15. A method of molding a photochromic article which is formed from two or more layered sections, the method comprising:
forming a mold cavity from a first mold half and, optionally, a second mold half;
loading the mold cavity with a first material, wherein the first material is a liquid resin;
optionally, partially curing the first material;
removing the second mold half, when present;
loading the mold cavity with a second material such that the second material is in contact with the first material, wherein the second material is a semi-solid polymerizable material;
placing a subsequent second mold half in contact with the second material;
compressing the mold, with optional heating, so that the semi-solid composition takes on the shape of the internal cavity of the mold; and
curing the first and second materials to form an integral composite article, wherein at least one of the first and second materials is loaded with a photochromic dye.
16. A method of molding a photochromic article which is formed from two or more layered sections, the method comprising:
forming a mold cavity from a first mold half;
loading the mold cavity with a first material, wherein the first material is a semi-solid polymerizable material;
loading the mold cavity with a second material such that the second material is in contact with the first material, wherein the second material is a semi-solid polymerizable material;
placing a second mold half in contact with the second material;
compressing the mold, with optional heating, so that the semi-solid compositions take on the shape of the internal cavity of the mold; and
curing the first and second materials to form an integral composite article, wherein at least one of the first and second materials is loaded with a photochromic dye.
17. A method of molding a photochromic article which is formed from two or more layered sections, the method comprising:
forming a mold cavity from a first mold half;
loading the mold cavity with a first material, wherein the first material is a semi-solid polymerizable material;
placing a second mold half in contact with the first material;
compressing the mold, with optional heating, so that the semi-solid composition takes on the shape of the internal cavity of the mold;
changing the second mold half so as to define a subsequent mold cavity in which the first material has a surface which is in contact with a surface of the first mold half;
loading the subsequent mold cavity defined by the changed second mold half and the first material with a second material, wherein the second material is a liquid resin; and
curing the first and second materials to form an integral composite article, wherein at least one of the first and second materials is loaded with a photochromic dye.
18. A method according to any one of claims 14 to 17 wherein the semi-solid polymerizable material is a pre-form.
19. A method according to any one of claims 14 to 18 wherein the semi-solid polymerizable material comprises a dead polymer and a reactive plasticizer.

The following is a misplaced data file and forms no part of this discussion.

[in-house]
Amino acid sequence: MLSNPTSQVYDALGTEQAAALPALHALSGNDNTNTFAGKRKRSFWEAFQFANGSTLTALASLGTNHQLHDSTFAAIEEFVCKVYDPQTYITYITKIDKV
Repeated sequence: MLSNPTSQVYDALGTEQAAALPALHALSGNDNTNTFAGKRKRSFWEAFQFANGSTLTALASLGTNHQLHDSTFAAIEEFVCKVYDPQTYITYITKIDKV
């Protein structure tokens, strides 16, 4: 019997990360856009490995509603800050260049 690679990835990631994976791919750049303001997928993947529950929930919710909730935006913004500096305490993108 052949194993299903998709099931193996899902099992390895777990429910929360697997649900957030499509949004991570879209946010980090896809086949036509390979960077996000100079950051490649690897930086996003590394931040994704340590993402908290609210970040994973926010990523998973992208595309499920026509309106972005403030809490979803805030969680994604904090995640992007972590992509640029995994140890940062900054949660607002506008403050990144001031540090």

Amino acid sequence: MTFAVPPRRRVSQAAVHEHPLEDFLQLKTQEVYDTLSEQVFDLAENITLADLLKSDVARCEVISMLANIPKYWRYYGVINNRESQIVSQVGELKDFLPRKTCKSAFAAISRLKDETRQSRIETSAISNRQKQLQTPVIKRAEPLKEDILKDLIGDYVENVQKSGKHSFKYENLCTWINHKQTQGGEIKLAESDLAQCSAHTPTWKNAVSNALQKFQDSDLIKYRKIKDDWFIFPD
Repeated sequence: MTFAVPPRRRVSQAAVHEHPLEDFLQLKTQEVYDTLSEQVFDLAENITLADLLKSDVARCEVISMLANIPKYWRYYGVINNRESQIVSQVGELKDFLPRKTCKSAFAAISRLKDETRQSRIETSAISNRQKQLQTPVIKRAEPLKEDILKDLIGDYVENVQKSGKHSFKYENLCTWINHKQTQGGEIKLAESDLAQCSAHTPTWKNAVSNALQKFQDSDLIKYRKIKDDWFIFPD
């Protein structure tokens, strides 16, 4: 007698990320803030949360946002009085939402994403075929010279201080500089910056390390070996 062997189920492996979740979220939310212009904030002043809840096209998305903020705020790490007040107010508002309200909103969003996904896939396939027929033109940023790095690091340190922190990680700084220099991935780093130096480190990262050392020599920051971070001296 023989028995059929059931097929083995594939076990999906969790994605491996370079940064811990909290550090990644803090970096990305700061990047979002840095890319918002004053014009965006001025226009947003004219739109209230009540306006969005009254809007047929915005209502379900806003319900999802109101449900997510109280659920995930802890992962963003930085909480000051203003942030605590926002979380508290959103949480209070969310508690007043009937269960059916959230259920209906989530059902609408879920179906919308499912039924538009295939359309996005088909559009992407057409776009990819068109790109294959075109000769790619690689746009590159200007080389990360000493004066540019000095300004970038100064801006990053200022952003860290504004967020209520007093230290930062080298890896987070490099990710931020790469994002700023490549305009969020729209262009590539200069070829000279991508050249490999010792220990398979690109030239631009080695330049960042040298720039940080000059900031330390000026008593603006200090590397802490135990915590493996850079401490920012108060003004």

20. A method according to claim 18 wherein the dead polymer is selected from the group consisting of thermoplastics, thermosets, thermoplastic elastomers, and high performance engineering thermoplastics.
21. A method according to any one of claims 14 to 20 wherein the semi-solid polymerizable material exhibits low shrinkage upon cure.
22. A method according to any one of claims 14 to 21 wherein the first material is loaded with the photochromic dye.
23. A method according to any one of claims 14 to 22 wherein the second material is loaded with the photochromic dye.
24. A method according to any one of claims 14 to 23 wherein the layered section loaded with photochromic dye has an edge thickness of from about 0.11 mm to about 5 mm.
Description
FIELD OF THE INVENTION

[0001] This invention is related to the field of photochromic polymer articles with optical quality and to methods for manufacturing such articles inexpensively and quickly. More specifically, the articles may be lens blanks or finished lenses to produce photochromic eyeglasses, ophthalmic lenses, sunglasses and safety goggles.

BACKGROUND OF THE INVENTION

[0002] Photochromism is a phenomenon in which a color change is observed between inactive and active states. The activation is induced by radiation and the radiation source can be ultraviolet, visible light, infrared and the like. Numerous applications exist based on photochromic properties. One of them is the photochromic lens, including eyeglasses, sunglasses, safety goggles, and other ophthalmic lenses in which photochromic compounds are embodied. Early photochromic lenses were glass-based, with silver halide added to create a photochromic response. Meanwhile, organic photochromic compounds were synthesized and their performance has been improved drastically. Many of the compounds have been used in polymeric systems to generate a photochromic response. Since polymer lenses have advantages over glass lenses in light weight and high impact strength, they have gradually replaced glass lenses and become the standard lens material. On the other hand, photochromic lenses have additional requirements of quick darkening and lighting rates, and more importantly, photochromic stability during service. Therefore, optimal performance strongly depends on the polymer/photochromic dye combination and the manufacturing method.